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Can This Forest Be Saved?

  • Thursday, January 14, 2010

WASHINGTON, DC--African Wildlife Foundation (AWF) joins other members of the Congo Basin Forest Partnership (CBFP) and partners of the U.S. Agency for International Development's Central African Regional Program for the Environment (CARPE) in highlighting the U.S. release of the biennial report Forests of the Congo Basin: State of the Forest.

The State of the Forest report documents the overall condition of Central Africa's forest ecosystems, with a special focus on carbon stocks, water resources, and wood energy, and describes key challenges and progress toward slowing the rate of deforestation and loss of biodiversity across the Congo Basin. The report reflects the contributions of over 100 individuals, and serves as the definitive statement on the health of the forests and challenges that lie ahead in conserving them.

Among its many findings, the report highlights the important role large mammals continue to play in the Congo Basin's forest ecosystems and the increase in the size and number of protected areas by Central African administrations since 2002. It also finds that despite its exceptional biodiversity, the region's biodiversity-related tourist sector remains underdeveloped.

CBFP is an association of more than 50 governmental, nongovernmental, and international organizations formed to support the countries of the Congo Basin with financial and technical assistance in their efforts toward sustainable management of the forests.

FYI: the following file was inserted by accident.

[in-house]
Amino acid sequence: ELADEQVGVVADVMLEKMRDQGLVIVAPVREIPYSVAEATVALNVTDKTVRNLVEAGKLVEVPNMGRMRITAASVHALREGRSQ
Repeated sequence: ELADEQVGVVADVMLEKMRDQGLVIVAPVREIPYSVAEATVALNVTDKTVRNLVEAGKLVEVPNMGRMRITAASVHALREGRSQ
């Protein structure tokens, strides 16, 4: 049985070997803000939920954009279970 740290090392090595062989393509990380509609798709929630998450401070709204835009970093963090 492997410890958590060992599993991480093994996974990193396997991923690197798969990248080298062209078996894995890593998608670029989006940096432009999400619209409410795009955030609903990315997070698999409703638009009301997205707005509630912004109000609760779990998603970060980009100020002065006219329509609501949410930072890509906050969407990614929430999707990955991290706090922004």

AWF in the Congo Basin centers its work on a single vast landscape located in the Equator Province of the Democratic Republic of the Congo. One of AWF's largest program investments, the Congo Heartland is funded by CARPE, a USAID initiative aimed at promoting sustainable natural resource management in the Congo Basin. CARPE focuses on 12 ecologically sensitive and biologically diverse areas and wildlife areas viewed as the most vulnerable to deforestation and other threats. Together, these landscapes comprise more than 80 million hectares of critically important tropical forest in Central Africa.

In August 2009, the landscape zoning and land use planning approach AWF uses in the area that constitutes its Congo Heartland was formally recognized by the DRC government as the official, pilot approach for the country. Given the close collaboration among Congo Basin partners through CARPE, other regional authorities are likely to follow suit and adopt similar zoning schemes, creating a more unified land use and zoning apparatus for this globally significant region. This constitutes a major achievement for AWF and CARPE.

A member of CBFP, AWF is among the many scientists, policy and technical experts who contributed to the State of the Forest report.

To access the full report, click here.

To learn more about the Congo Heartland, click here.

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